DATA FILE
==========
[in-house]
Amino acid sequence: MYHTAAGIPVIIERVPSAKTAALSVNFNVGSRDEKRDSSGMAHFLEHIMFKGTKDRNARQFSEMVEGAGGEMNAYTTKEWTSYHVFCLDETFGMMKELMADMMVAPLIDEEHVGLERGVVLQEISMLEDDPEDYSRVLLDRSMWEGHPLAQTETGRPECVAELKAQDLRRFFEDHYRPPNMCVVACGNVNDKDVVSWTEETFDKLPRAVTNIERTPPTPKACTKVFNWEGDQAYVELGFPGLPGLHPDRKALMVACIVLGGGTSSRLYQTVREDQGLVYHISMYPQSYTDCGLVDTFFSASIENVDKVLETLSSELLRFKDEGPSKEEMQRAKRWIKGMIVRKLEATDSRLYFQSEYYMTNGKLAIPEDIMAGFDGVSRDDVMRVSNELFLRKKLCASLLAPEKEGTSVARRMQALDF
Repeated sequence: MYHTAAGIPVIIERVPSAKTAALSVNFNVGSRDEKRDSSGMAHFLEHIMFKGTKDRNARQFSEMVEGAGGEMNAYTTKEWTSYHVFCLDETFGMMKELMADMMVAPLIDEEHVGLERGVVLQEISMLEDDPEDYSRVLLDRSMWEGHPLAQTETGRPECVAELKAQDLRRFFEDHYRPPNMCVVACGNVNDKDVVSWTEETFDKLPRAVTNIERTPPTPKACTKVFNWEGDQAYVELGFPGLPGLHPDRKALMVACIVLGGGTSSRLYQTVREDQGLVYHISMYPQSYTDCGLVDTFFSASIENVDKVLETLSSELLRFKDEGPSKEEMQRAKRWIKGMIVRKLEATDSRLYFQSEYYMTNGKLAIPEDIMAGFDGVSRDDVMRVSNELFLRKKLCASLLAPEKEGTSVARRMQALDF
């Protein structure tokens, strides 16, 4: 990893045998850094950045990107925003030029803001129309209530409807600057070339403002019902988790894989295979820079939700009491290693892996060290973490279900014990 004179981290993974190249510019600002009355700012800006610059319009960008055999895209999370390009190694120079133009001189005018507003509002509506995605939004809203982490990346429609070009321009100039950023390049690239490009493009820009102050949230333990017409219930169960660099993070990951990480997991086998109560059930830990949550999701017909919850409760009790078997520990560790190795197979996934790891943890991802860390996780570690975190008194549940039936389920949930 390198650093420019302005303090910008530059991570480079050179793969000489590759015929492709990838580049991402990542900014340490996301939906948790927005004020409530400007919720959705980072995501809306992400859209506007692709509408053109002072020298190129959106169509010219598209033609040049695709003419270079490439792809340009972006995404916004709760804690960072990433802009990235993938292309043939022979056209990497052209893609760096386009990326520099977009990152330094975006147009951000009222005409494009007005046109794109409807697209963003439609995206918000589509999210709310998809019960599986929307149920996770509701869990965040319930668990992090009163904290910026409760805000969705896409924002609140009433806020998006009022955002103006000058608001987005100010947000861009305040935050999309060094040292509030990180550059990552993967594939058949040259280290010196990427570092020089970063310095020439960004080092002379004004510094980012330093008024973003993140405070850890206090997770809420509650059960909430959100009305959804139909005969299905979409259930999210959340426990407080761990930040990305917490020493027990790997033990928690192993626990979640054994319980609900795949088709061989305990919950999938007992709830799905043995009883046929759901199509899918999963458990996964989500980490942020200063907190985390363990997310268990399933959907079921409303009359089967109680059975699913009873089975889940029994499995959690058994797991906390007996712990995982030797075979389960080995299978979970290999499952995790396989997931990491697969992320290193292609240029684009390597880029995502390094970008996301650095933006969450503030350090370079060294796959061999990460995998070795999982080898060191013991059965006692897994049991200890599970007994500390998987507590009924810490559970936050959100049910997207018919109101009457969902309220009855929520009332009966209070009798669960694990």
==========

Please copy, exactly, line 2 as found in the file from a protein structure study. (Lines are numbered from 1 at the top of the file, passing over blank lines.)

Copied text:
Amino acid sequence: MYHTAAGIPVIIERVPSAKTAALSVNFNVGSRDEKRDSSGMAHFLEHIMFKGTKDRNARQFSEMVEGAGGEMNAYTTKEWTSYHVFCLDETFGMMKELMADMMVAPLIDEEHVGLERGVVLQEISMLEDDPEDYSRVLLDRSMWEGHPLAQTETGRPECVAELKAQDLRRFFEDHYRPPNMCVVACGNVNDKDVVSWTEETFDKLPRAVTNIERTPPTPKACTKVFNWEGDQAYVELGFPGLPGLHPDRKALMVACIVLGGGTSSRLYQTVREDQGLVYHISMYPQSYTDCGLVDTFFSASIENVDKVLETLSSELLRFKDEGPSKEEMQRAKRWIKGMIVRKLEATDSRLYFQSEYYMTNGKLAIPEDIMAGFDGVSRDDVMRVSNELFLRKKLCASLLAPEKEGTSVARRMQALDF